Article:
Mucinous ovarian cancer: A therapeutic review Ovarian Cancer and Us OVARIAN CANCER and US Ovarian Cancer and Us

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Friday, March 25, 2016

Mucinous ovarian cancer: A therapeutic review


Mucinous epithelial ovarian cancer (mEOC) is a rare chemo-resistant subtype of ovarian cancer with distinct epidemiology, pathology and natural history.
MEOC can often masquerade as metastatic mucinous tumours from the gastrointestinal (GI) tract.
Molecularly, in contrast to high-grade serous ovarian cancer (HGSOC), mEOC are far less defined by p53 mutations and instead commonly harbour KRAS and HER 2 mutations.
The current gold standard of 1st line platinum/taxane doublet chemotherapy, is more tailored towards HGSOC and generally ineffective for mEOC.
This review summarises the limited evidence for using GI style chemotherapeutic agents in treating mEOC and explores novel therapeutic possibilities such as targeting HER2, VEGF and Src.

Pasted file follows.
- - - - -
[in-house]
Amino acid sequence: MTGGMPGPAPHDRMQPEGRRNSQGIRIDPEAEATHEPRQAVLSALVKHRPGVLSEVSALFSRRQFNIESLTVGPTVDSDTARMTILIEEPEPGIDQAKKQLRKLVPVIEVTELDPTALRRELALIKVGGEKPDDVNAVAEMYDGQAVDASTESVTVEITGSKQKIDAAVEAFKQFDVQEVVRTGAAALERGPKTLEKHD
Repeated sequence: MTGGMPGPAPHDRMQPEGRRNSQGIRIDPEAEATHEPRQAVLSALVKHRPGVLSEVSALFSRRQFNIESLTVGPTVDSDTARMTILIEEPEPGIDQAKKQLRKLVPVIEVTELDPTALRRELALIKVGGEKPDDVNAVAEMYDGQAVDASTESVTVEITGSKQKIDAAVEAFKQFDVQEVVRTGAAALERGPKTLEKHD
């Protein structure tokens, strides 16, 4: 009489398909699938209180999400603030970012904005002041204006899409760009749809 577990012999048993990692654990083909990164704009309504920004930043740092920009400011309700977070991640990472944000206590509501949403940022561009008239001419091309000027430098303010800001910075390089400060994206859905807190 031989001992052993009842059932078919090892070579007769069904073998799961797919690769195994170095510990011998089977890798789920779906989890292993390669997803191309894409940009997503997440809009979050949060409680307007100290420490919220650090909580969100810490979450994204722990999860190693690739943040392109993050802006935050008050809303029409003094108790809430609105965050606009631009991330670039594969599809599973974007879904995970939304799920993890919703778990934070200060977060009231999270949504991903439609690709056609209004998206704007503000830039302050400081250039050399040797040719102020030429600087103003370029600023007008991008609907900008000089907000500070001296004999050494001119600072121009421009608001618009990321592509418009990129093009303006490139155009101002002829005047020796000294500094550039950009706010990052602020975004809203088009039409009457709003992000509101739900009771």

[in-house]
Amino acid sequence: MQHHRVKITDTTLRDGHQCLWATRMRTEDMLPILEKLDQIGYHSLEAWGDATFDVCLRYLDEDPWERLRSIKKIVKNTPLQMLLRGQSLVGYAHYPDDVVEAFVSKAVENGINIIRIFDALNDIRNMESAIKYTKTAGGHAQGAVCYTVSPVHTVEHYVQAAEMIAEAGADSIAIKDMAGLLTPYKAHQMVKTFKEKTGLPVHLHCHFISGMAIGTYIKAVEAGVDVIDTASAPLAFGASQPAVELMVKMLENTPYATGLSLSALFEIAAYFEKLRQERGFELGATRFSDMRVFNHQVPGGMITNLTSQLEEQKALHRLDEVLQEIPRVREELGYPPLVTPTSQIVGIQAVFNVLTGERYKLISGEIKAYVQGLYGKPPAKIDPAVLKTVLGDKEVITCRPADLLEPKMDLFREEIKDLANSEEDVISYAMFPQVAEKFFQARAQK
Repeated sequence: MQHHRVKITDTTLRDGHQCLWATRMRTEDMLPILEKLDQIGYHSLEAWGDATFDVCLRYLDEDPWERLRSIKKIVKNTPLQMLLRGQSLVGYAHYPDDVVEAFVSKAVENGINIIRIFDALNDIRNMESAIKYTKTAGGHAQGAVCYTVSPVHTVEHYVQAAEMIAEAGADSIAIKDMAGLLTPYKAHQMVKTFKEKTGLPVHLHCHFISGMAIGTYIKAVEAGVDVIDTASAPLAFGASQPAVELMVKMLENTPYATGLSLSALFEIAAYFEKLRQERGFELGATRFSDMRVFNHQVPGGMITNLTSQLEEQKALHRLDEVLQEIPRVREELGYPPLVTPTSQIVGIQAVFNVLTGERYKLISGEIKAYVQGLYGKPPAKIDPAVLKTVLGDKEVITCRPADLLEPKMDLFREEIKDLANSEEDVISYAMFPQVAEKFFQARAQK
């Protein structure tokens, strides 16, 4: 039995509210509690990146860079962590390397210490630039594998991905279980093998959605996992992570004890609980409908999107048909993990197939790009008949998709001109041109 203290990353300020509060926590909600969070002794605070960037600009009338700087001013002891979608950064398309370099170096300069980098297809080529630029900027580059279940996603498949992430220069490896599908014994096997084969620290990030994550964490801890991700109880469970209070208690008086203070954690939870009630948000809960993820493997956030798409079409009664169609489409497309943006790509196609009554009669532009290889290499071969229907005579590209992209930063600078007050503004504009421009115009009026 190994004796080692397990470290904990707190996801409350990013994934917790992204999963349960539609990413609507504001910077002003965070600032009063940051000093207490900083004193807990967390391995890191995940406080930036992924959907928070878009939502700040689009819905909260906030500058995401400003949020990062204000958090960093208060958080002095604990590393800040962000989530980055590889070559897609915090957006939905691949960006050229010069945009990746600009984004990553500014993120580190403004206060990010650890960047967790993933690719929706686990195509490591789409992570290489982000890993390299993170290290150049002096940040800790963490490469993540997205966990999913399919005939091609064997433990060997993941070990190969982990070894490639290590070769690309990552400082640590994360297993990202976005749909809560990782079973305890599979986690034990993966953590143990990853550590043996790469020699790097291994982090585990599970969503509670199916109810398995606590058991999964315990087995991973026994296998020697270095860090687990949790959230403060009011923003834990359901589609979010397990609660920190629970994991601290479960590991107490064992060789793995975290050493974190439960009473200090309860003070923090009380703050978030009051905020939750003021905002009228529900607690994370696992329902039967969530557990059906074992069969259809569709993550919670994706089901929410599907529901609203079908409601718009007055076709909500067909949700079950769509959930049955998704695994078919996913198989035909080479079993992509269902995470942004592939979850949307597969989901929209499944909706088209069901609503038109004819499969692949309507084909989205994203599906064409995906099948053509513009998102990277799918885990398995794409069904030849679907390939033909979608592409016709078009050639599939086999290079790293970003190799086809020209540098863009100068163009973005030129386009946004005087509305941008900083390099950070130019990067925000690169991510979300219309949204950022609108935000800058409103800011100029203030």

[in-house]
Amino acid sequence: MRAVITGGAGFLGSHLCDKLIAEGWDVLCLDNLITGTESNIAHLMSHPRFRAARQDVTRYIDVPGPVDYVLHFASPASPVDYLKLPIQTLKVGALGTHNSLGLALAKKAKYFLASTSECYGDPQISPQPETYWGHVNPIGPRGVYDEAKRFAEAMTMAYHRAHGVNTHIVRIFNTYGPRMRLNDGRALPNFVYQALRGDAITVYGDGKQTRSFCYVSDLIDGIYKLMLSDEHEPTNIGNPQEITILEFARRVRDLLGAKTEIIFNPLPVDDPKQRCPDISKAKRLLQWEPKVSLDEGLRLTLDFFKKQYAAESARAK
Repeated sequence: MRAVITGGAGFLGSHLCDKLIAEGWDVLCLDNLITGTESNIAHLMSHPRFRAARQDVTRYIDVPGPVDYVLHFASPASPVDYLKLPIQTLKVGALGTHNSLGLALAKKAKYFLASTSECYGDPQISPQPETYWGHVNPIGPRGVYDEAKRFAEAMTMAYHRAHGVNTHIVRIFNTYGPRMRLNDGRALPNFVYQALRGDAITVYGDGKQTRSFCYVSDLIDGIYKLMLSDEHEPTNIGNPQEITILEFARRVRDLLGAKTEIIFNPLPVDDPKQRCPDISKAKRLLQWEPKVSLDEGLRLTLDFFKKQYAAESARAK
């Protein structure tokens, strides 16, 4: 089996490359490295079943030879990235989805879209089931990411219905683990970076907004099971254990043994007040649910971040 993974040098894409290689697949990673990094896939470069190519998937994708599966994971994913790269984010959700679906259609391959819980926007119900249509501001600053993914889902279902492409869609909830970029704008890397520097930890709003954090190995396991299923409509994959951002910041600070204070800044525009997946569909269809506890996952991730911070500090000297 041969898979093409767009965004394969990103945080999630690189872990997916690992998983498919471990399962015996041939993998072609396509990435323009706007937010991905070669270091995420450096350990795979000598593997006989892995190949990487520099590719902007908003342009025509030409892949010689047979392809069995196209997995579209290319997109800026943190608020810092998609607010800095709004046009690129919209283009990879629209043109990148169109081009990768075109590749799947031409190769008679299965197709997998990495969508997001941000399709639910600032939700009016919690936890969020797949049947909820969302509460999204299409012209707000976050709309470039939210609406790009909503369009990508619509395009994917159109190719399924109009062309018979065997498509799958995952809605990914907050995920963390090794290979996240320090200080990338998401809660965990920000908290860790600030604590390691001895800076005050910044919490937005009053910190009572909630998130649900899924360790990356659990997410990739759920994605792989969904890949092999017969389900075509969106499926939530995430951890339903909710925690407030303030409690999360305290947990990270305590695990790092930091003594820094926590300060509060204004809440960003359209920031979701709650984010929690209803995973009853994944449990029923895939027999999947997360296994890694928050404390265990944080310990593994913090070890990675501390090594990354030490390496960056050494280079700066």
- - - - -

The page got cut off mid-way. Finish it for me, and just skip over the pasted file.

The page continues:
Mucinous ovarian cancer represents approximately 3% of epithelial ovarian cancers (EOC). Despite this seemingly low prevalence, it remains a diagnostic and therapeutic conundrum that has resulted in numerous attempts to adopt novel strategies in managing this disease. Anecdotally, there has been a prevailing notion that established gold standard systemic regimens should be substituted for those utilised in cancers such as gastrointestinal (GI) malignancies; tumours that share more biological similarities than other EOC subtypes. This review summarises the plethora of small studies which have adopted this philosophy and influenced the design of the multinational GOG142 study, which was ultimately terminated due to poor accrual. To date, there is a paucity of evidence to support delivering ‘GI style’ chemotherapy for mucinous ovarian cancer over and above carboplatin-paclitaxel doublet therapy. Hence there is an urge to develop studies focused on targeted therapeutic agents driven by refined mutational analysis and conducted within the context of harmonised international collaborations.


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